Things I am learning:

Now that I was the latest victim to the on growing cancer attacks, I have to say I have learned a lot of what needs exist. My dear husband has taken on the responsibility of my full time care provider. This is not a light duty task. This is a 24 hour task that should never be taken for granted.

He loves me more than I can ever comprehend or possibly ever repay. He took time off work to help in my care process. This process involves, well everything and then some (remember shots in the abs). The husband is already the head provider of our little family. He is also the dish washer and laundry doer. Then he took on meals, medicating in the middle of the night, mother-in-law, chauffeur, and so much more. Trying to fit in a few days of work so to keep being the primary provider. Meanwhile continuing his online schooling a particularly challenging class this semester.

I am going to share what needs there may actually be if you have a friend or loved going through something that has them bed ridden for some time and their spouse is the primary care giver.

#1: Food is great, but people are picky eaters. My husband for example eats no fruit and veggies, ever. I think it would be more helpful for my husband if someone would come babysit while he runs to the store to pick up foods we will eat.

#2 Visits are lovely moments of cheer. But too long is exhausting. Come visit for a short while, do a chore, then leave.

#3 So many people say ‘just ask and I will do anything to help’ HA! If you’ve met me you would know I am the doer not the receiver! It is so hard to ask. And, well how many men do you know that will ask for help? Just make a plan to come, do the dishes, take out the trash or run an errand for the care giver. Just do it. Don’t wait to be asked. It may never happen.

#4 Communication. This is tricky but huge. I don’t know if you will ever understand this but cancer makes you feel alone. It is a state of being where you do not want to be alone but you really want to be left alone. It messes with your brain like that. Getting a text or an email or even a private IM on Facebook from those who know what is going on is, well HUGE. It honestly is. Just a quick text to say Good Morning! or Happy February! anything is very thoughtful and enough to bring your heart to a cheery mood again. This is something I am learning to do in general with the people in my life that I care about. Checking in on them with something uplifting or positive. On a fairly regular basis. It is just a nice feeling in sickness and health.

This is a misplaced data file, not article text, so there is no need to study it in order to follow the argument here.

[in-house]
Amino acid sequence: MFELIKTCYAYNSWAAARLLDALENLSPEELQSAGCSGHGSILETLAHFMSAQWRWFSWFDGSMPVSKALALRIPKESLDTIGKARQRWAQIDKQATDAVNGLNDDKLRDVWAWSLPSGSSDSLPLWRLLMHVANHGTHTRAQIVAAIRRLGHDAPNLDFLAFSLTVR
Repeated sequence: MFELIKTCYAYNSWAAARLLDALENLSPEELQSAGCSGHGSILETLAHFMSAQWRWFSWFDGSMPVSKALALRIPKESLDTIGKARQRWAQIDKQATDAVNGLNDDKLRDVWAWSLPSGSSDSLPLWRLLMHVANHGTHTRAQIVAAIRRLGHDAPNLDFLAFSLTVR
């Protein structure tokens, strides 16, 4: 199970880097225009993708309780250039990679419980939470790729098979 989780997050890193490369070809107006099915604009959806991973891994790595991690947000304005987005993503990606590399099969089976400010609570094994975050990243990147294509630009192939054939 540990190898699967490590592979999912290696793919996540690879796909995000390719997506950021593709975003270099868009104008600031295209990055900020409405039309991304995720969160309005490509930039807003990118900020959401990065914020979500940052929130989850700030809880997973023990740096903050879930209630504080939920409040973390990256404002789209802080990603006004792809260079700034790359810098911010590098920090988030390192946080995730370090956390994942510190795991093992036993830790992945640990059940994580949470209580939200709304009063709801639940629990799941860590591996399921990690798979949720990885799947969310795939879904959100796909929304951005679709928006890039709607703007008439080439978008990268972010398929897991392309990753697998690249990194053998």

These are just some of the things I am learning. Going through this will help me be a better friend when someone I know is going through something and has a loved one as their care provider. Just thought I would share.



  1. neveradullbling · February 2, 2016

    A lot of people don’t know this stuff, like me. This is a great reminder on how to support loved ones going through surgery. Kudos to your hubby! I’m in awe of you both! Hugs to you!!


    • breidengale · February 3, 2016

      side hugs only right now 😉 some day a big bear hug for sure! You should come over to the Northwest side in May for Bloomsday. Not a long run but a fun one that I plan on doing at a walking pace to keep up my streak.

      Liked by 1 person

  2. Rebecca Royy · February 3, 2016

    Thanks for the post. When my husband had his open heart surgery, we had people bringing over meals for weeks. It was amazing. Still brings tears to my eyes 5 years later. And the great thing was, many of my friends work too. So they just bought already made stuff…which was perfectly awesome.

    Keep up the fight and God Bless


  3. khsblog · February 3, 2016

    i am sorry to hear that…thanks about your sharing….


  4. gm1123 · April 7, 2016

    Good morning and happy April! Wishing you a wonderful day.


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